2007: Death of baby born to Prince's wife under review
- Article by: Chris Graves and Chris Ison
- Star Tribune
- March 1, 1997 - 10:00 PM
Local authorities are reviewing the circumstances surrounding the death of "Boy Gregory," the child born to Prince's wife, Mayte Garcia-Nelson, last fall.
Authorities declined to characterize their review as an investigation and would not say whether they suspected anyone of wrongdoing.
However, two former employees of the rock star spoke with at least one Minneapolis homicide detective Friday. One of those women is listed on the death certificate as the person who gave authorities information about the baby's death.
Pat Diamond, deputy Hennepin County attorney, said that his office is helping in the review.
"We have been assisting the Minneapolis Police Department and the Hennepin County medical examiner concerning a review of the circumstances surrounding this death," he said Saturday.
But, he said, "there is no case presently pending in the Hennepin County attorney's office concerning the death of Boy Gregory."
Efforts to reach Prince and his spokesman were unsuccessful Saturday.
A death certificate filed in Hennepin County on Nov. 4 lists the child's first name as "Boy" and the last name "Gregory." It lists the mother's name as Mia Gregory and left blank the boxes identifying the child's father.
It lists the child's cause of death to be from complications caused by Pfieffer's syndrome, Type 2, a deadly and rare skull deformity resulting from a genetic mutation.
For weeks after the filing of that death certificate, county officials asked Abbott Northwestern Hospital in Minneapolis, where the child was born, for a matching birth certificate. A month later, a birth certificate - listing a male child with no first name and the last name Garcia - was filed with the county. It said a boy was born to Mayte Garcia-Nelson on Oct. 16, weighing 7 pounds, 12 ounces. The "mother refused information" pertaining to the father's identity, according to the birth certificate.
Mayte Garcia married Prince Rogers Nelson in February 1996. The author of a Sept. 23 Forbes magazine story about Prince said he was "hugely into the baby," who was due in November.
Both the boy's birth in October and his death a week later at Children's Health Care-Minneapolis captured the attention of Prince fans in the Twin Cities and worldwide, partly because the circumstances of each have been so shrouded in secrecy.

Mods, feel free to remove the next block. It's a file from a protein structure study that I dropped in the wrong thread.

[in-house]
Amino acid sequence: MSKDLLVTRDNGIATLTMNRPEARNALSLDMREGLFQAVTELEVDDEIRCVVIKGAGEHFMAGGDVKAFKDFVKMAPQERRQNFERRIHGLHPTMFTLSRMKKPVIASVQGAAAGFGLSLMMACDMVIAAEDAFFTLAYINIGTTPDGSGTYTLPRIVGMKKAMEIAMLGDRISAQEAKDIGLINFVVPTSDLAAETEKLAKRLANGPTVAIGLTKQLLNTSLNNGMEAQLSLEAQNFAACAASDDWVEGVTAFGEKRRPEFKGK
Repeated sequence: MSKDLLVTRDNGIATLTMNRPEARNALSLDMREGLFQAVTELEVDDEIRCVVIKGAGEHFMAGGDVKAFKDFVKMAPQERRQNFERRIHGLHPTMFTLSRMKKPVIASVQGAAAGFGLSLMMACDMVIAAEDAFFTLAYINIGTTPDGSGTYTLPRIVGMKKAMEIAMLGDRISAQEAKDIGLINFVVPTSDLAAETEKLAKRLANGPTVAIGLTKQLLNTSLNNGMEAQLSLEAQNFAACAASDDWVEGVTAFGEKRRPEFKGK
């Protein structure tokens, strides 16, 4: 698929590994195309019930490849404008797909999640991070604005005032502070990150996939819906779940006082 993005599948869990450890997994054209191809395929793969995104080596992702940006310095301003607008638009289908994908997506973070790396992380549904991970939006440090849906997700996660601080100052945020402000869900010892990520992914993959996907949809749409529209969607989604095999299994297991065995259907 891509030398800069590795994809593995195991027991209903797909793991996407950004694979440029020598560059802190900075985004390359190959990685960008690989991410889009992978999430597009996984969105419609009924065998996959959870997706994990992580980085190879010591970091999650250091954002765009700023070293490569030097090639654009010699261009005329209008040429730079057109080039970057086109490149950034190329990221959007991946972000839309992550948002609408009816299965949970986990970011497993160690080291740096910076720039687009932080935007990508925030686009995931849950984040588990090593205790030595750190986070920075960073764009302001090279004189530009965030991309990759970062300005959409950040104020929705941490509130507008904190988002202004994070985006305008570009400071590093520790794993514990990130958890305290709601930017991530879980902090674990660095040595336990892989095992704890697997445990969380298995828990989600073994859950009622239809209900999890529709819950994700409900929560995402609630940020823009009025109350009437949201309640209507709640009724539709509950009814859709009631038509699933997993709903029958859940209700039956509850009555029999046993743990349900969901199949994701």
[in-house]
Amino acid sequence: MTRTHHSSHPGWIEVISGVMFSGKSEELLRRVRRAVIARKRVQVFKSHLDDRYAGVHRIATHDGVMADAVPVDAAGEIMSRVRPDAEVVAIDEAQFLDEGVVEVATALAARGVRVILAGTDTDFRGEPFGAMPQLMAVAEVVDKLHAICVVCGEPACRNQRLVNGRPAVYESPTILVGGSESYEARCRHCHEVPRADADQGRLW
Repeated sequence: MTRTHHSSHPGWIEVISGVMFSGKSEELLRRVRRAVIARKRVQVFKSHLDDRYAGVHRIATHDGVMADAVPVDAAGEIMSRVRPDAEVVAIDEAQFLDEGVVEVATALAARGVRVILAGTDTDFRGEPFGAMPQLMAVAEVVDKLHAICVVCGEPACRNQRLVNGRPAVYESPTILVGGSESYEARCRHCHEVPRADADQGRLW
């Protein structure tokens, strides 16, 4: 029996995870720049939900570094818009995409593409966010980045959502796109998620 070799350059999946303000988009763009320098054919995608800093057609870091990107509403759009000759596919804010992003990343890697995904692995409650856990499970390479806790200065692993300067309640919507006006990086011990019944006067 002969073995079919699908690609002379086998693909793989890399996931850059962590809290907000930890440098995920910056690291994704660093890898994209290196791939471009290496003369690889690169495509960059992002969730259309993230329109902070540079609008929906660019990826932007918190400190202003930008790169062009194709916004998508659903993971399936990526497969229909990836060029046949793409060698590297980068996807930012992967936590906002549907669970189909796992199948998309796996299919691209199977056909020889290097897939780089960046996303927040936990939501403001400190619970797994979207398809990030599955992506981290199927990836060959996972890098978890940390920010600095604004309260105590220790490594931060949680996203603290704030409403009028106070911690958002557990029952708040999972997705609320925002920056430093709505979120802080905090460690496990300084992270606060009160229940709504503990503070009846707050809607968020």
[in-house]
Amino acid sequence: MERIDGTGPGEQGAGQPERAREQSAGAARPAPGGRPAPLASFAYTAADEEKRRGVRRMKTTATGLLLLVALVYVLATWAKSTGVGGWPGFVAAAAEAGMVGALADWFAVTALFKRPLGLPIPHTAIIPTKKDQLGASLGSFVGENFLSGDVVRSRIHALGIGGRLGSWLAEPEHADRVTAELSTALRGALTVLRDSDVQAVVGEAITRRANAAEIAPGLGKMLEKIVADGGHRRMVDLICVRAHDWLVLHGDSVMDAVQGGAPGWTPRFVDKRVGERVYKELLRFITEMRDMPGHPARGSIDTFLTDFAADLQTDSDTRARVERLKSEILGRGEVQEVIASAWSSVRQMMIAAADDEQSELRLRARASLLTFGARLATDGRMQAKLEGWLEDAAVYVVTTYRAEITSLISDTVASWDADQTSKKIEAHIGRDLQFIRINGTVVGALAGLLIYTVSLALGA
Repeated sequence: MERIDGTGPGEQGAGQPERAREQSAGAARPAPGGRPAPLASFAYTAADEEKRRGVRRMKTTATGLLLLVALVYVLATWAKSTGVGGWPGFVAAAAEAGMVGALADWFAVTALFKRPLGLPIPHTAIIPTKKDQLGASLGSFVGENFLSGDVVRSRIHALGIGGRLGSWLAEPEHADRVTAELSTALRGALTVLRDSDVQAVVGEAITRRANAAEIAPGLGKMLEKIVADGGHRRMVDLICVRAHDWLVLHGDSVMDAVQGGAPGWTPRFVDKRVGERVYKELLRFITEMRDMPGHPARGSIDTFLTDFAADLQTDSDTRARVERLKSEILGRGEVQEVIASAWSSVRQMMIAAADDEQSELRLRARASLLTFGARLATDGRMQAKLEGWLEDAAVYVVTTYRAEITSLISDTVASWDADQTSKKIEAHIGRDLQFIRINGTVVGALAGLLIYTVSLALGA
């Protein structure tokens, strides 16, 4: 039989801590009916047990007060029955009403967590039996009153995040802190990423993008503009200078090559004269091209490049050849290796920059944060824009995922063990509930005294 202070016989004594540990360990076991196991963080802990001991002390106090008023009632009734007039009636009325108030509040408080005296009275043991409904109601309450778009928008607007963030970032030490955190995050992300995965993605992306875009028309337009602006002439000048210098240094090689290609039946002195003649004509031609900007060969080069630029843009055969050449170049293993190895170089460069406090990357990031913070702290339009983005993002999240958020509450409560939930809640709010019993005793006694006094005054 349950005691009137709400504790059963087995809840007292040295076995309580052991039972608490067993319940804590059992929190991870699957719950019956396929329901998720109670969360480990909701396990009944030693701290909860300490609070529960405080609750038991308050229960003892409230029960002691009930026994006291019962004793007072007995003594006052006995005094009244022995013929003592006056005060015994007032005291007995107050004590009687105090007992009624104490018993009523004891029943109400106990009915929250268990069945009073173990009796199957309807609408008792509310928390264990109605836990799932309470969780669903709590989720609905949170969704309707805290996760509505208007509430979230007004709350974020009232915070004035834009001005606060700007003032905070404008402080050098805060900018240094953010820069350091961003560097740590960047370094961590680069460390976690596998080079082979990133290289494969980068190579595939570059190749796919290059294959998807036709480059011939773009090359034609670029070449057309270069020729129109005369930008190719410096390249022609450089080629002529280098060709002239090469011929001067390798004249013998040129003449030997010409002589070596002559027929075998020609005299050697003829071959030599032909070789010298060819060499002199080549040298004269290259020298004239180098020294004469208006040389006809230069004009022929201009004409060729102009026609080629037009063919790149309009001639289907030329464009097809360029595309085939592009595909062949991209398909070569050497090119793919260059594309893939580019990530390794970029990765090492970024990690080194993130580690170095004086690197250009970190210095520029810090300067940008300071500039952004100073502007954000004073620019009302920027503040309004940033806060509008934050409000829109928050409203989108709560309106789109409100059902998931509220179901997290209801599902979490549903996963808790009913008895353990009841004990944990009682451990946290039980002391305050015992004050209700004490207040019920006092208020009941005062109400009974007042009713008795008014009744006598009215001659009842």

The two former employees, Erlene and Arlene Mojica, have been described as personal assistants close to Mayte. The twin sisters were fired by Paisley Park Enterprises, Prince's company, on Dec. 23, according to their lawyer, Larry Altman.
A woman who gave her name as "Nanny Mojica" is listed as the informant on Boy Gregory's death certificate, which stated that she had power of attorney to act as the informant.
Altman would not be specific about his clients' concerns.
"I'm looking into matters of their firing," he said. "I'm also looking into other employment-related matters," including "medical matters concerning Prince's family."
"My clients have contacted public authorities about certain matters," he said, declining to provide further details.
The women, through Altman, refused to be interviewed for this story.
It remained unclear what path the review into the baby's death would take or what information the Mojica sisters may have offered authorities.
Dr. John J. Fangman, listed as the baby's doctor on the death certificate, called Boy Gregory's manner of death natural. Authorities did not perform an autopsy, and the child's body was cremated the same day he died, according to the death certificate.
Police declined to discuss specifics of the case Saturday. But the city's homicide detectives investigate all deaths considered suspicious by them or by others who may bring a complaint. Some of those deaths later may be ruled accidental or natural.
It is likely that since there is no body to exhume or autopsy results to review, a forensic pathologist at the medical examiner's office will have to obtain and review medical reports relevant to the child's life and death - which could take weeks.
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